If you watched any NFL games this weekend, you surely noticed all the pink — the color of Breast Cancer Awareness Month.
While I was watching the Giants–Bears game Sunday evening I said in passing to my roommate Ben that I found all the pink a little bit annoying.
I guess it all just felt too much like a bandwagon everyone was hopping onto — as if the all the players and coaches in the NFL care enough about breast cancer to make it their personal cause.
I have an opinion on the matter because my own mother is a two-time breast cancer survivor. Her bouts comprise not an initial experience and a recurrence, but two different cancer types. She handled the illness each time – the first when I was seven, and the second when I was 15 — with so much grace and so little complaining that, on the occasion that I’m prompted for significant events in my childhood, rarely do her two cancer scares even register. My mother is the most resilient, amazing woman I know.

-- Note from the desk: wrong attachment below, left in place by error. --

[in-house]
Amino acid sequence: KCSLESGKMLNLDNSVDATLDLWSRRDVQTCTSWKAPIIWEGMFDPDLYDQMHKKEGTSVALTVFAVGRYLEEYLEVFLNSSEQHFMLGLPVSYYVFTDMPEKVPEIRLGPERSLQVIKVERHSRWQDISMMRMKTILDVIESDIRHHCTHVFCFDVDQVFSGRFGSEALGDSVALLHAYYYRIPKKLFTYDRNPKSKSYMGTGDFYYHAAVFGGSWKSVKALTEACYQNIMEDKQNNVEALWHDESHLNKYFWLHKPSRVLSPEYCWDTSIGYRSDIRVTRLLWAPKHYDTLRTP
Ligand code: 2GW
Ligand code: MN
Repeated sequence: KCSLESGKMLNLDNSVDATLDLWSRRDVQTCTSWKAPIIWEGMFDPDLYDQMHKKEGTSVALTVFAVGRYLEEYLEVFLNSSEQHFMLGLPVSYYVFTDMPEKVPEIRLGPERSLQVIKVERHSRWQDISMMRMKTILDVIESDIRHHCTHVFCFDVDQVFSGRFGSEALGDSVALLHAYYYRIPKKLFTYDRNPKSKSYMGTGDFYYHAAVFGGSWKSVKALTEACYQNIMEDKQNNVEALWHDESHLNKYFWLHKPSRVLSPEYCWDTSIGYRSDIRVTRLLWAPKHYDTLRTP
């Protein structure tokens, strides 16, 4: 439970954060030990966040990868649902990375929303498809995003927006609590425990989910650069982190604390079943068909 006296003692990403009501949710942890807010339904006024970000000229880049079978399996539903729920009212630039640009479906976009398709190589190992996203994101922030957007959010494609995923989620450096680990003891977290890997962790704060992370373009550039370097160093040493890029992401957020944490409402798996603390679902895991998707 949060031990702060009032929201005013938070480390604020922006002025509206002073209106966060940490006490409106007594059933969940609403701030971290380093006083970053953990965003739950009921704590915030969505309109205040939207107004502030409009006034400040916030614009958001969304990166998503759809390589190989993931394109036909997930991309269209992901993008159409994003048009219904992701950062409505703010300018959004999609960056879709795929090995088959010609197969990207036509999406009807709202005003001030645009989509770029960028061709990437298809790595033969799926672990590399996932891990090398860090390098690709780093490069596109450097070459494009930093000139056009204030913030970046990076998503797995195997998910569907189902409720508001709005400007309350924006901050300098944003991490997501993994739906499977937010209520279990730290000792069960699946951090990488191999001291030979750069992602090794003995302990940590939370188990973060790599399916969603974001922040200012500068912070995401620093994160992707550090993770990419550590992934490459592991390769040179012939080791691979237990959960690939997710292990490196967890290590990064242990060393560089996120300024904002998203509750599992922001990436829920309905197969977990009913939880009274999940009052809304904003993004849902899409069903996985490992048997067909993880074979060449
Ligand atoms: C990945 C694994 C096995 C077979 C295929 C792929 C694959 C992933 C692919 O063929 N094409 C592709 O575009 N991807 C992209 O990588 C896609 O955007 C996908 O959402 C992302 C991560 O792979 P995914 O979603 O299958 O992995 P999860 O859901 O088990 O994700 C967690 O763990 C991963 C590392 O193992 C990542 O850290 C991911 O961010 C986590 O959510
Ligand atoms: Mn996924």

This is what I was feeling Sunday night but wasn’t able to verbalize: that the experiences my mom has suffered were being co-opted by people who, whether they meant to or not, were equating watching or playing in an NFL game with true activism.
But after having thought about it now, I’m down with all those football players and coaches and announcers wearing their pink this month. As Roommate Ben so graciously brought to my attention, their sporting the color will result in the sale of merchandise, the proceeds from which will fund cancer research. And that research, we can hope, will one day find the cure for this disease that has affected so many millions of women and their families.
So: It’s Breast Cancer Awareness Month. Be aware. Watch the NFL. Encourage the women around you to get mammograms. Rock the pink. And most important of all, show tangibly your love for the women in your life who have been afflicted with and have survived breast cancer.